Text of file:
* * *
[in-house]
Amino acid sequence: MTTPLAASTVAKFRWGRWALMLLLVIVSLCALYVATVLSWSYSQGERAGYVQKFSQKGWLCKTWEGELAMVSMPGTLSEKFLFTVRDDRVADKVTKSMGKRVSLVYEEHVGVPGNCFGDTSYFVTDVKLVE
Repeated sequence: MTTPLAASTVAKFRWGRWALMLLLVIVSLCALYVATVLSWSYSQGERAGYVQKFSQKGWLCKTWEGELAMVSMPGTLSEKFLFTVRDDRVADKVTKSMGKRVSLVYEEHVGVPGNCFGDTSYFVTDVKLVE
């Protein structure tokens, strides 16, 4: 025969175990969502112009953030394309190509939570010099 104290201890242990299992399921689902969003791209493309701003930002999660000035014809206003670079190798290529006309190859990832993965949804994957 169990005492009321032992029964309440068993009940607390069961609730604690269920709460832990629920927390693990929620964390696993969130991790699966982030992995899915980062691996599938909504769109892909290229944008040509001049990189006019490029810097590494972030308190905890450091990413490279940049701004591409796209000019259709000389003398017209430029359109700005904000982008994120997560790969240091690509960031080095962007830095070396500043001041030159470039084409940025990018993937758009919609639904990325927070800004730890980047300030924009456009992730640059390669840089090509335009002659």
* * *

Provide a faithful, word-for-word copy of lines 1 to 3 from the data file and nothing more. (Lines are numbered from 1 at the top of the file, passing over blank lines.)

[in-house]
Amino acid sequence: MTTPLAASTVAKFRWGRWALMLLLVIVSLCALYVATVLSWSYSQGERAGYVQKFSQKGWLCKTWEGELAMVSMPGTLSEKFLFTVRDDRVADKVTKSMGKRVSLVYEEHVGVPGNCFGDTSYFVTDVKLVE
Repeated sequence: MTTPLAASTVAKFRWGRWALMLLLVIVSLCALYVATVLSWSYSQGERAGYVQKFSQKGWLCKTWEGELAMVSMPGTLSEKFLFTVRDDRVADKVTKSMGKRVSLVYEEHVGVPGNCFGDTSYFVTDVKLVE